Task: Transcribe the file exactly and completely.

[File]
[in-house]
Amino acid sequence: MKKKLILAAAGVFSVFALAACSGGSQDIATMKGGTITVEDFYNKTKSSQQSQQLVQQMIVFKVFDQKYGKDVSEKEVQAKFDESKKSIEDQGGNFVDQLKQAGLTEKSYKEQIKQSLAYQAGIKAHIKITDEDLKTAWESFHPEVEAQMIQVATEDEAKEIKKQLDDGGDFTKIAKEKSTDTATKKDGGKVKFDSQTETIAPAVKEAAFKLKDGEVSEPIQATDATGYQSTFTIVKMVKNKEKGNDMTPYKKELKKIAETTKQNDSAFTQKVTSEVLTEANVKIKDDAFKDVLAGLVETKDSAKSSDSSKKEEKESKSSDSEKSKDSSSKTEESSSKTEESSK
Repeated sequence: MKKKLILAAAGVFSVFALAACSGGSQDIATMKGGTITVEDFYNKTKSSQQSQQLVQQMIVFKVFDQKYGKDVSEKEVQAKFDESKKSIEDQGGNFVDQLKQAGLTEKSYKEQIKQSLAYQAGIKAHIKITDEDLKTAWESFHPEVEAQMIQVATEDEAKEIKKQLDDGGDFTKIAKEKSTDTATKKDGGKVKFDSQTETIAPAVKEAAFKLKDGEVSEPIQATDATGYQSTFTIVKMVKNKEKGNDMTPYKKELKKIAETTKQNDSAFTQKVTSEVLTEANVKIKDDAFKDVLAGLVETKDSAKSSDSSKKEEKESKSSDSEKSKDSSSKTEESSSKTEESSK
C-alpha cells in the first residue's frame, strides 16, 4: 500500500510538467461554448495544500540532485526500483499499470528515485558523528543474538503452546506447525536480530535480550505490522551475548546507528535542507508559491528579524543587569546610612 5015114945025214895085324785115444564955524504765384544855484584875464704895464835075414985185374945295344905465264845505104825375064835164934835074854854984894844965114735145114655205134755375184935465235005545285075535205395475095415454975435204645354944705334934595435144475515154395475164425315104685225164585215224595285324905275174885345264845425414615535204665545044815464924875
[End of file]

[in-house]
Amino acid sequence: MKKKLILAAAGVFSVFALAACSGGSQDIATMKGGTITVEDFYNKTKSSQQSQQLVQQMIVFKVFDQKYGKDVSEKEVQAKFDESKKSIEDQGGNFVDQLKQAGLTEKSYKEQIKQSLAYQAGIKAHIKITDEDLKTAWESFHPEVEAQMIQVATEDEAKEIKKQLDDGGDFTKIAKEKSTDTATKKDGGKVKFDSQTETIAPAVKEAAFKLKDGEVSEPIQATDATGYQSTFTIVKMVKNKEKGNDMTPYKKELKKIAETTKQNDSAFTQKVTSEVLTEANVKIKDDAFKDVLAGLVETKDSAKSSDSSKKEEKESKSSDSEKSKDSSSKTEESSSKTEESSK
Repeated sequence: MKKKLILAAAGVFSVFALAACSGGSQDIATMKGGTITVEDFYNKTKSSQQSQQLVQQMIVFKVFDQKYGKDVSEKEVQAKFDESKKSIEDQGGNFVDQLKQAGLTEKSYKEQIKQSLAYQAGIKAHIKITDEDLKTAWESFHPEVEAQMIQVATEDEAKEIKKQLDDGGDFTKIAKEKSTDTATKKDGGKVKFDSQTETIAPAVKEAAFKLKDGEVSEPIQATDATGYQSTFTIVKMVKNKEKGNDMTPYKKELKKIAETTKQNDSAFTQKVTSEVLTEANVKIKDDAFKDVLAGLVETKDSAKSSDSSKKEEKESKSSDSEKSKDSSSKTEESSSKTEESSK
C-alpha cells in the first residue's frame, strides 16, 4: 500500500510538467461554448495544500540532485526500483499499470528515485558523528543474538503452546506447525536480530535480550505490522551475548546507528535542507508559491528579524543587569546610612 5015114945025214895085324785115444564955524504765384544855484584875464704895464835075414985185374945295344905465264845505104825375064835164934835074854854984894844965114735145114655205134755375184935465235005545285075535205395475095415454975435204645354944705334934595435144475515154395475164425315104685225164585215224595285324905275174885345264845425414615535204665545044815464924875